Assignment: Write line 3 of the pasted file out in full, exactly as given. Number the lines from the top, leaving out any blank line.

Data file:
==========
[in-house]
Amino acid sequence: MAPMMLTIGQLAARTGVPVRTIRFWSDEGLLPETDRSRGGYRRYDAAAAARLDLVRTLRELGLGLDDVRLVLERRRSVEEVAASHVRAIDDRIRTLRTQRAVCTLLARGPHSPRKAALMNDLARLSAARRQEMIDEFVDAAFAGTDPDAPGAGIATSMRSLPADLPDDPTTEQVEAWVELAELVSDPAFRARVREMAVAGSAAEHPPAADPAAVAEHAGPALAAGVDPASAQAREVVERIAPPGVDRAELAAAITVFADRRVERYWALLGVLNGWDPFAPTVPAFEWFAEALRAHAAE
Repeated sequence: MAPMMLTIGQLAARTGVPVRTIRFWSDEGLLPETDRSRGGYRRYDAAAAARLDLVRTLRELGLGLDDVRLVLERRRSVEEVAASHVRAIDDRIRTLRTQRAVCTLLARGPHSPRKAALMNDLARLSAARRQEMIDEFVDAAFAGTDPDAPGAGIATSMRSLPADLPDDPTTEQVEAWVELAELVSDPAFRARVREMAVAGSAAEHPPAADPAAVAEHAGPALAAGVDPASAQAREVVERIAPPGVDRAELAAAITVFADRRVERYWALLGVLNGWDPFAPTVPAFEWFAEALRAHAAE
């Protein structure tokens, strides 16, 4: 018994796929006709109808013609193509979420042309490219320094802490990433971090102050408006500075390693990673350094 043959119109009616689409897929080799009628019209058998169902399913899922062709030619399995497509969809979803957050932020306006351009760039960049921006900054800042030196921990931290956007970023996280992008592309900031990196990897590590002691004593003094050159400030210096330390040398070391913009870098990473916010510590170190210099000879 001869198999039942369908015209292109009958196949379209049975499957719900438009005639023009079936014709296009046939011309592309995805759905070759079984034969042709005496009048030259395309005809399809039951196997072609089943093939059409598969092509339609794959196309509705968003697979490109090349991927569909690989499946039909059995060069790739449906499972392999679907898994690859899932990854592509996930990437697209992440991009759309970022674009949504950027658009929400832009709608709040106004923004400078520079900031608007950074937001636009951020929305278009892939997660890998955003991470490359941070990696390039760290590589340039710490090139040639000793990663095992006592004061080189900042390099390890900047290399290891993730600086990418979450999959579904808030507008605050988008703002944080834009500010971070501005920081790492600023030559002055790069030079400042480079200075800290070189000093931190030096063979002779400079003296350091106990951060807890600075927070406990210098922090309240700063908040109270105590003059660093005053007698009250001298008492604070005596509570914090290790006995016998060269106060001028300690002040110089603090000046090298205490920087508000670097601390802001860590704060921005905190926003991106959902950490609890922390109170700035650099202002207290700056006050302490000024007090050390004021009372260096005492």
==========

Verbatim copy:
Repeated sequence: MAPMMLTIGQLAARTGVPVRTIRFWSDEGLLPETDRSRGGYRRYDAAAAARLDLVRTLRELGLGLDDVRLVLERRRSVEEVAASHVRAIDDRIRTLRTQRAVCTLLARGPHSPRKAALMNDLARLSAARRQEMIDEFVDAAFAGTDPDAPGAGIATSMRSLPADLPDDPTTEQVEAWVELAELVSDPAFRARVREMAVAGSAAEHPPAADPAAVAEHAGPALAAGVDPASAQAREVVERIAPPGVDRAELAAAITVFADRRVERYWALLGVLNGWDPFAPTVPAFEWFAEALRAHAAE